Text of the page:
Snow

Snowflakes are an aggregation of ice crystals formed from vapour condensing within clouds at a temperature below 0°C. Contrary to what you might think, water vapour and low temperatures are not the only conditions needed to form ice crystals. Dust particles are crucial for this process, as water vapour molecules form around them aggregating to create crystals. A newly-formed ice crystal arranges into a column-shaped hexagonal structure. Then, aggregating with other water molecules, it changes an infinite number of times gaining an incredible array of different natural shapes. In some cases, ice crystal are higher rather than larger and create needle shapes. Other crystals are larger and create wide hexagonal plates. Arms sprout from the six corners of the initial hexagonal prism and further branches develop on them creating spectacular shapes (dendritic growth).
Each ice crystal has a unique story: from its origin to the moment it falls to the ground, it passes through different atmospheric areas which vary in terms of temperature and humidity, the main factors influencing ice crystal shaping. Moreover, every ice crystal is formed by billions of water molecules aggregating unpredictably. For this reason, it’s impossible for two ice crystals to be alike!
Snowflakes: the air-cleaners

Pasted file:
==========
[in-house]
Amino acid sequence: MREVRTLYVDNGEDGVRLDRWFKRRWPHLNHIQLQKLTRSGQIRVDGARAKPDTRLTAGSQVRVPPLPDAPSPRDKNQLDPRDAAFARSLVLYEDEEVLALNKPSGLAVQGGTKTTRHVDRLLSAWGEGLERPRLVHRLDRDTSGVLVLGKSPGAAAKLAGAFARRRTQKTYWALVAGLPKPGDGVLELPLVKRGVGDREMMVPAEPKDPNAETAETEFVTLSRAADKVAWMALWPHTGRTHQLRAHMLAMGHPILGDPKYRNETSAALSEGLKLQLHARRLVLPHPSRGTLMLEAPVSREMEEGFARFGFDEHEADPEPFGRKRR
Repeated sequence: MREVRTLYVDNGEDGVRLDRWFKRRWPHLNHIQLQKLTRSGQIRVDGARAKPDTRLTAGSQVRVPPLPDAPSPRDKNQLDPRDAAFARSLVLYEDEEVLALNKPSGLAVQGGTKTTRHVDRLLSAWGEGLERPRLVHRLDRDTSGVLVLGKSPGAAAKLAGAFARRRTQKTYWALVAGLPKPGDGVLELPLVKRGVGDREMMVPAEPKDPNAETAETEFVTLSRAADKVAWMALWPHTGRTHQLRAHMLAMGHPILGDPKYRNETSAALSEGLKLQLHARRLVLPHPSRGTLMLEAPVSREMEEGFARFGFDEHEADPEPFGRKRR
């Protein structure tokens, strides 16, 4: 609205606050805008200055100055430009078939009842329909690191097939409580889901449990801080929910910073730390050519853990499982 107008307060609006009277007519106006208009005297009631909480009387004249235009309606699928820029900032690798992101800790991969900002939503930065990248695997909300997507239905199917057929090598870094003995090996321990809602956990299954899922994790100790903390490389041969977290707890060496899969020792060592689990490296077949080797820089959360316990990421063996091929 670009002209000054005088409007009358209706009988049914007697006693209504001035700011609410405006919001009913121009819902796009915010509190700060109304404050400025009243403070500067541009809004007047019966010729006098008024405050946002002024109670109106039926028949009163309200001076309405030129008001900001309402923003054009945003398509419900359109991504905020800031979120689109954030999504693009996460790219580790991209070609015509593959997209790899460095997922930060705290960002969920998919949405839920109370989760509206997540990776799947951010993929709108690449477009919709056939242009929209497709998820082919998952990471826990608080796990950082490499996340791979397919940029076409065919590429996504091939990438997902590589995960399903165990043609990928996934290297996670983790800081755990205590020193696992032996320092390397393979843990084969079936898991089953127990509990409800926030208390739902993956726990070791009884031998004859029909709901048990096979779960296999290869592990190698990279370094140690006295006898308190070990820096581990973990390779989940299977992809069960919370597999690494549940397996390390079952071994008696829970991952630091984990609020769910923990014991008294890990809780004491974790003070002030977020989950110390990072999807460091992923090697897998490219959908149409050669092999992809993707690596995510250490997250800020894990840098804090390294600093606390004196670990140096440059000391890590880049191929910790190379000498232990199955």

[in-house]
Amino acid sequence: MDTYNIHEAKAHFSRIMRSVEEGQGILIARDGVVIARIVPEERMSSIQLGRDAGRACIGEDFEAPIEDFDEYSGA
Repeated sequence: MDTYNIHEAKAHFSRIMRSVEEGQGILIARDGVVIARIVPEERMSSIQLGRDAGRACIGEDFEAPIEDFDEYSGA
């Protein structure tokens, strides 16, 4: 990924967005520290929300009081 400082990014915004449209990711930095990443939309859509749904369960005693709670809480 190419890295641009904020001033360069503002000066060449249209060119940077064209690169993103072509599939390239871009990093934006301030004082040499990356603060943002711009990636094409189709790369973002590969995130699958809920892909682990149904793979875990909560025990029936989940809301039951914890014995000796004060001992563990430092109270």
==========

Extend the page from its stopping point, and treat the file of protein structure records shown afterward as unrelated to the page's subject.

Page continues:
Many scientists have focused their research on ice crystals and snowflake formation. One of the first to study this phenomenon was Descartes who published a treaty on their morphology. To this day the formation mechanisms of ice crystal aren’t completely known. Scientists haven’t found out yet why water vapour aggregates to existing crystals favouring either the prism walls, bases or corners according to temperature and humidity. Scientists’ main goal is understanding why snow is the best “air-cleaner”. Among all pollutant substances depositing on the ground, as much as 90% are incorporated in ice crystals and snowflakes. These substances are snow aggregation nuclei: particles are incorporated in the ice crystals during formation and deposited on the ground when snow falls. Some scientists believe that understanding the mechanisms of their formation could be useful to create more effective anti-pollution filters.

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